Produced by Pilgrim Studios and WET. Executive producers, Craig Piligian, Ralph Wikke, Mitch Rosa, Mark Fuller; co-executive producers, Barry Hennessey, Maria Villamil; producer, Kal Penn; supervising producers, Junko Takeya, Nick Bernyk; supervising story producer, Michele Gardner-Smith; director, Matt Novello; camera, Bruce Ready; editors, Elise Ludwig, Jeff Sielaff; music, Vanacore Music Group. 60 MIN.

Host: Kal Penn.

Karma’s a B*tch!

(Series; Investigation Discovery, Thurs. May 2, 10 p.m.)

Produced by Shaw Media. Executive producers, Simon Lloyd, Steve Schirripa; series producer, Richard O’Regan; series director, Sharon Lewis; editor, Gad Reichman; music, Russ Mackay, Brent Barkman. 30 MIN.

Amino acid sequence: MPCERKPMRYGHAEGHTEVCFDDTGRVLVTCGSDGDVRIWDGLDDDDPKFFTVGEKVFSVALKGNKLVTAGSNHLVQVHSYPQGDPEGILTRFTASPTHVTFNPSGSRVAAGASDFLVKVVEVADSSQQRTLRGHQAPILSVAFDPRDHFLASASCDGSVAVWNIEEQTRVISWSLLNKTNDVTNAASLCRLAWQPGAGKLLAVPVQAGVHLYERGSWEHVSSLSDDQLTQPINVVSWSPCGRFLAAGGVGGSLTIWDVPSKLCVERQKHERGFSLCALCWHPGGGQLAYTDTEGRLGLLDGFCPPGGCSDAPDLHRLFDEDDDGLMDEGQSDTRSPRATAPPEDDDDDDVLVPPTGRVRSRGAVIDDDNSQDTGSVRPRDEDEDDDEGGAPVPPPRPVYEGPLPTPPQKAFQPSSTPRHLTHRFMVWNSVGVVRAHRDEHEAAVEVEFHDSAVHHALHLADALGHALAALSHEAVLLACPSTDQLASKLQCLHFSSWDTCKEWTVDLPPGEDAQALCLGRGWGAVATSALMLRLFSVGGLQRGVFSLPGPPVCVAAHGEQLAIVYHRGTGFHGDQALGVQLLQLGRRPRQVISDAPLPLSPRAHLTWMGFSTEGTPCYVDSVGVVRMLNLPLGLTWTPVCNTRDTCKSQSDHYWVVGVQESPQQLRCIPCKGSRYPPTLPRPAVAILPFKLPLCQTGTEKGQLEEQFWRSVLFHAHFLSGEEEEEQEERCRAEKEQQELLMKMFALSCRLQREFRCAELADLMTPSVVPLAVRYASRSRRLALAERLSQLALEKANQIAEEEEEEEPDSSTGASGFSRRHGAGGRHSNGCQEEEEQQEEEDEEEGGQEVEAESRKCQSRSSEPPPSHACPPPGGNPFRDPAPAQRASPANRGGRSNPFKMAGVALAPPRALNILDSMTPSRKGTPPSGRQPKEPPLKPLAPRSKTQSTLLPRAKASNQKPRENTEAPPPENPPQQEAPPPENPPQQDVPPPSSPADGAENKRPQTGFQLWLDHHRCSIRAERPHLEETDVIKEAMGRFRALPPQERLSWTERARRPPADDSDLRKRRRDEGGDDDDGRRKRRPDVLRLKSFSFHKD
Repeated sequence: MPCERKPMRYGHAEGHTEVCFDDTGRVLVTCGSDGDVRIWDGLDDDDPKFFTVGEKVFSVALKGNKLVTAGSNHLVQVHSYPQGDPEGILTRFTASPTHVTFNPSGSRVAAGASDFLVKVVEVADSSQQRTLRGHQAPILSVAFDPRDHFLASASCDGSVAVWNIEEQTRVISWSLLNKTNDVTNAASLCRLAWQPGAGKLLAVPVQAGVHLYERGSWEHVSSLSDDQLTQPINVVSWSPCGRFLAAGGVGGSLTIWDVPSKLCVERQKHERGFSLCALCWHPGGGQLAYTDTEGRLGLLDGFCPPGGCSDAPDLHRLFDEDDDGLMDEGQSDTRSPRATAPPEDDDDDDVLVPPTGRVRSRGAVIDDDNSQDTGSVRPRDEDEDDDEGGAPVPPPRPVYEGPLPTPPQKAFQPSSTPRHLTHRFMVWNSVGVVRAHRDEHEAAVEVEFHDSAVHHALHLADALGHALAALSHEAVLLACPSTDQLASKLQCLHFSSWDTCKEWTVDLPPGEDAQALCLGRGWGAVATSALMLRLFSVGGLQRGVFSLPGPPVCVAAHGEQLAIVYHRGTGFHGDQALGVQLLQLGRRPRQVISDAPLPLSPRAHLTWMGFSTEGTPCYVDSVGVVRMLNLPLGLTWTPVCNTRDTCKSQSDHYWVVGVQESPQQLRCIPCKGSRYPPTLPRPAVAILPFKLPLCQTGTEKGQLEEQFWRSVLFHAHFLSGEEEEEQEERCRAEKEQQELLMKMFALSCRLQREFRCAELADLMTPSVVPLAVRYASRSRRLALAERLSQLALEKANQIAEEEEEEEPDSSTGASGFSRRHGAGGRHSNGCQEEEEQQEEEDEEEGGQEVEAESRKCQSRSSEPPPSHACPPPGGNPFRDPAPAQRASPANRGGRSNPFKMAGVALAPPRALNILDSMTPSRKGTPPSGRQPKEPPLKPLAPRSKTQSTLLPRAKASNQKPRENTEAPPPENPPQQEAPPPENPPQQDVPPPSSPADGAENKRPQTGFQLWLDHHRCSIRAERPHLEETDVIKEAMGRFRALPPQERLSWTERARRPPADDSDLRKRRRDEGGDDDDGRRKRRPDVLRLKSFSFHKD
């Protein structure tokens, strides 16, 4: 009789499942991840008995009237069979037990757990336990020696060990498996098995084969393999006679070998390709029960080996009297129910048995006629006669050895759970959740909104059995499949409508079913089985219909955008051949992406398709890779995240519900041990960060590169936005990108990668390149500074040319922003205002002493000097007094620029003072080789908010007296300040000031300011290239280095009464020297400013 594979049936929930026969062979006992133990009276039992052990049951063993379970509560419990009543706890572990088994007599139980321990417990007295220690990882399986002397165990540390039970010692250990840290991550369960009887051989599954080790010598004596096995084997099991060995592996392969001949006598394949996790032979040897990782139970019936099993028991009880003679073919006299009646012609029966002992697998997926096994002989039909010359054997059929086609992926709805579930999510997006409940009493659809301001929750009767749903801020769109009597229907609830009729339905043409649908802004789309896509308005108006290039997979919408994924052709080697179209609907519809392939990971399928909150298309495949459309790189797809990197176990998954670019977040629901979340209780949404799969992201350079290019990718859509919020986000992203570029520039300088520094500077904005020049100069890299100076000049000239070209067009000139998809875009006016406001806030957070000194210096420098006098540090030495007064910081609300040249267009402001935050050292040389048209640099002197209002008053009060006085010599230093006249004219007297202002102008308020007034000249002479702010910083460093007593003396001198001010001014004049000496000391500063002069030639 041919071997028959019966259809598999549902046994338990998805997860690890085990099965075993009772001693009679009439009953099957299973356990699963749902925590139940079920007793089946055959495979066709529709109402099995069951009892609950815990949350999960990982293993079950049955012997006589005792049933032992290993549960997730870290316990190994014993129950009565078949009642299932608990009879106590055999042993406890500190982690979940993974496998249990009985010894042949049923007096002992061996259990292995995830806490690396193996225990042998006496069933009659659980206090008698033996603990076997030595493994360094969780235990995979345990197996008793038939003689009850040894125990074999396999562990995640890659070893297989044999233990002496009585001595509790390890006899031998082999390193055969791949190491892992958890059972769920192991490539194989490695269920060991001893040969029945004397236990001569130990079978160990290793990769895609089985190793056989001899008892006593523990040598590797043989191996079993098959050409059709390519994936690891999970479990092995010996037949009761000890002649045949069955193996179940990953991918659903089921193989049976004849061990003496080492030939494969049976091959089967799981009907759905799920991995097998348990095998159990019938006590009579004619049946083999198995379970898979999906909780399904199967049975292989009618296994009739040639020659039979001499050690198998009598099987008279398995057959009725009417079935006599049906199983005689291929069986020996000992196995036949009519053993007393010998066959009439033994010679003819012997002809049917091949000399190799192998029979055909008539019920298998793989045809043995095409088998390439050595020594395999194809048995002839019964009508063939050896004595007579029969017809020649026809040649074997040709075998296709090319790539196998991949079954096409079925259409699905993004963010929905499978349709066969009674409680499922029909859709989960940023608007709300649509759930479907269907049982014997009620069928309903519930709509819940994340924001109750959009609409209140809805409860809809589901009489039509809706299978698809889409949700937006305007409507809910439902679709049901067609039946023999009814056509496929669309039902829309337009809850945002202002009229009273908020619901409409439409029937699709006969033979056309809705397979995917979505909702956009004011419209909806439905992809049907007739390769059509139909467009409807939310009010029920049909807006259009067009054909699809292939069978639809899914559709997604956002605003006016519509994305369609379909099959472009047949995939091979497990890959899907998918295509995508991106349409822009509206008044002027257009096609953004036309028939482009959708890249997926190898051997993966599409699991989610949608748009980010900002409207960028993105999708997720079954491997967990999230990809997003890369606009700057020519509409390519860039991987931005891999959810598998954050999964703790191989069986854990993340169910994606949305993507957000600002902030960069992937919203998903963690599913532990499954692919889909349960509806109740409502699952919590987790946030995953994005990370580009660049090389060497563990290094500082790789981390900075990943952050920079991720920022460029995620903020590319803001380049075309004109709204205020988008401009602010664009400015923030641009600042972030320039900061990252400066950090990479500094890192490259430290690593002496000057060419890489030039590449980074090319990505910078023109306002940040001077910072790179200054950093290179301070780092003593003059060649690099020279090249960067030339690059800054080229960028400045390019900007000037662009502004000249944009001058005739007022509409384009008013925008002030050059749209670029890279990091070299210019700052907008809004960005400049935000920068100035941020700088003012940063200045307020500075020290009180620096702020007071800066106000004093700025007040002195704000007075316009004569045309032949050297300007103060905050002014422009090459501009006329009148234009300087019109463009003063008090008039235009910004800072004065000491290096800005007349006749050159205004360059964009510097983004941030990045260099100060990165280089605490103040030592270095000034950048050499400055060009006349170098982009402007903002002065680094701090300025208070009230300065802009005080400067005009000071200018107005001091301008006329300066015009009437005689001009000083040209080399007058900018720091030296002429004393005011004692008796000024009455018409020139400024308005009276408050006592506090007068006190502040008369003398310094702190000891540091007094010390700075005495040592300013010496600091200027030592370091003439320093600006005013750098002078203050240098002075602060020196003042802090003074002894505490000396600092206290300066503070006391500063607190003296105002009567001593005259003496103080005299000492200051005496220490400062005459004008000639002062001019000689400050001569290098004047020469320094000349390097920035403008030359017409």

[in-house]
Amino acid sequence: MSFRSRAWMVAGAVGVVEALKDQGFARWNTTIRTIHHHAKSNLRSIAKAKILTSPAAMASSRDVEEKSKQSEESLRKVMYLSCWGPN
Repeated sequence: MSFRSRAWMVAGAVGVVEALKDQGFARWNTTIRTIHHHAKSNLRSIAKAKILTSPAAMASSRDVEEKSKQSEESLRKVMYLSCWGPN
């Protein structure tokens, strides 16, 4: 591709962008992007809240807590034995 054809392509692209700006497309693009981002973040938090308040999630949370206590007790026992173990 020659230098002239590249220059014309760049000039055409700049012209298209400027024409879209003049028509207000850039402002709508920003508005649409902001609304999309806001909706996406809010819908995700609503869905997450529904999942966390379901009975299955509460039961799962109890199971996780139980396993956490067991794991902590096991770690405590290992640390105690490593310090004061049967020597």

Host: Steve Schirripa.

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  1. Dank says:

    How is this show different from that awful show Smashlab? My god, talk about about a complete lack of knowledge of anything scientific. This show is just an excuse to blow stuff up, much like the equally stupid Sons of Guns. We need more shows with integrity yet still entertaining like myth busters.

  2. Ben Richardson says:

    this show is pure stupidity; their missile stopping episode will send any engineer to the dentist with ground down molars.

    All those “engineers” yet no one knows basic physics or ballistics. The team with the organ gun CIWS system had a chance, if they had a single person who remembered even basic multiple dimension momentum equations and kinetic energy.equations